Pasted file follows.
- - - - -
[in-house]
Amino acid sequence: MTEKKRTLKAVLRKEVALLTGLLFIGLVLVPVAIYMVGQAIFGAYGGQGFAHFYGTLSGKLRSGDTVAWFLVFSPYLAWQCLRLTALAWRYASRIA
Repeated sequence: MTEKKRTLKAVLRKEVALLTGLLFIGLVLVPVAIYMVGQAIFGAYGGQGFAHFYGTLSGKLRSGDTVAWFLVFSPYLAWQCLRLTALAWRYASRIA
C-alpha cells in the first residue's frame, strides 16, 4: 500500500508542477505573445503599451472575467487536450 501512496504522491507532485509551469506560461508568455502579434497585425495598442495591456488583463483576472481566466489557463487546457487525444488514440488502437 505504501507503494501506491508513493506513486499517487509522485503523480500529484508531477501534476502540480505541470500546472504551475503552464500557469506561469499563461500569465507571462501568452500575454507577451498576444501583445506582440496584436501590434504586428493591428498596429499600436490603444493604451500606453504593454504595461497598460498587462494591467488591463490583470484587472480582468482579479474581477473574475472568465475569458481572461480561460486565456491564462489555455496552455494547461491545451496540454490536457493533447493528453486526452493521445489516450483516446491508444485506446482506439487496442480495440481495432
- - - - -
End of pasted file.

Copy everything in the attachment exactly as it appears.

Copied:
[in-house]
Amino acid sequence: MTEKKRTLKAVLRKEVALLTGLLFIGLVLVPVAIYMVGQAIFGAYGGQGFAHFYGTLSGKLRSGDTVAWFLVFSPYLAWQCLRLTALAWRYASRIA
Repeated sequence: MTEKKRTLKAVLRKEVALLTGLLFIGLVLVPVAIYMVGQAIFGAYGGQGFAHFYGTLSGKLRSGDTVAWFLVFSPYLAWQCLRLTALAWRYASRIA
C-alpha cells in the first residue's frame, strides 16, 4: 500500500508542477505573445503599451472575467487536450 501512496504522491507532485509551469506560461508568455502579434497585425495598442495591456488583463483576472481566466489557463487546457487525444488514440488502437 505504501507503494501506491508513493506513486499517487509522485503523480500529484508531477501534476502540480505541470500546472504551475503552464500557469506561469499563461500569465507571462501568452500575454507577451498576444501583445506582440496584436501590434504586428493591428498596429499600436490603444493604451500606453504593454504595461497598460498587462494591467488591463490583470484587472480582468482579479474581477473574475472568465475569458481572461480561460486565456491564462489555455496552455494547461491545451496540454490536457493533447493528453486526452493521445489516450483516446491508444485506446482506439487496442480495440481495432